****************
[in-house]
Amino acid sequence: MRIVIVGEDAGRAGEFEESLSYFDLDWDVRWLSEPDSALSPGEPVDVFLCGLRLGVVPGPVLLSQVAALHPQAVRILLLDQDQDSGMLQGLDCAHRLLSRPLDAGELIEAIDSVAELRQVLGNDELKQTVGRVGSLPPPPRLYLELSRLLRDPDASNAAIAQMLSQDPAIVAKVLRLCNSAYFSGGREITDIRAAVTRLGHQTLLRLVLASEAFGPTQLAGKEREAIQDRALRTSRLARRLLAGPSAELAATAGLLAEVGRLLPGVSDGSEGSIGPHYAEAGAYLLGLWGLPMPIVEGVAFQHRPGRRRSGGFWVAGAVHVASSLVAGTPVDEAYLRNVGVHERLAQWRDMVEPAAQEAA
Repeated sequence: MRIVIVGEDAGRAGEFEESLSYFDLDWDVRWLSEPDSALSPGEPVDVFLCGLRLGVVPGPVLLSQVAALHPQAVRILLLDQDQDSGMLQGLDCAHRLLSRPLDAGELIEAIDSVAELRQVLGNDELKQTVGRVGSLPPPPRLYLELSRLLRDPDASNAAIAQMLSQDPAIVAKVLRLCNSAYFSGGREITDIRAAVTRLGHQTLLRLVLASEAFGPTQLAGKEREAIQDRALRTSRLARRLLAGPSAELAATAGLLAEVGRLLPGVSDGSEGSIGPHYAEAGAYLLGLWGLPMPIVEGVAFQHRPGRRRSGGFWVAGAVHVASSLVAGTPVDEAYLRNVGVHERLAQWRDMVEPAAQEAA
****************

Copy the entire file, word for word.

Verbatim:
[in-house]
Amino acid sequence: MRIVIVGEDAGRAGEFEESLSYFDLDWDVRWLSEPDSALSPGEPVDVFLCGLRLGVVPGPVLLSQVAALHPQAVRILLLDQDQDSGMLQGLDCAHRLLSRPLDAGELIEAIDSVAELRQVLGNDELKQTVGRVGSLPPPPRLYLELSRLLRDPDASNAAIAQMLSQDPAIVAKVLRLCNSAYFSGGREITDIRAAVTRLGHQTLLRLVLASEAFGPTQLAGKEREAIQDRALRTSRLARRLLAGPSAELAATAGLLAEVGRLLPGVSDGSEGSIGPHYAEAGAYLLGLWGLPMPIVEGVAFQHRPGRRRSGGFWVAGAVHVASSLVAGTPVDEAYLRNVGVHERLAQWRDMVEPAAQEAA
Repeated sequence: MRIVIVGEDAGRAGEFEESLSYFDLDWDVRWLSEPDSALSPGEPVDVFLCGLRLGVVPGPVLLSQVAALHPQAVRILLLDQDQDSGMLQGLDCAHRLLSRPLDAGELIEAIDSVAELRQVLGNDELKQTVGRVGSLPPPPRLYLELSRLLRDPDASNAAIAQMLSQDPAIVAKVLRLCNSAYFSGGREITDIRAAVTRLGHQTLLRLVLASEAFGPTQLAGKEREAIQDRALRTSRLARRLLAGPSAELAATAGLLAEVGRLLPGVSDGSEGSIGPHYAEAGAYLLGLWGLPMPIVEGVAFQHRPGRRRSGGFWVAGAVHVASSLVAGTPVDEAYLRNVGVHERLAQWRDMVEPAAQEAA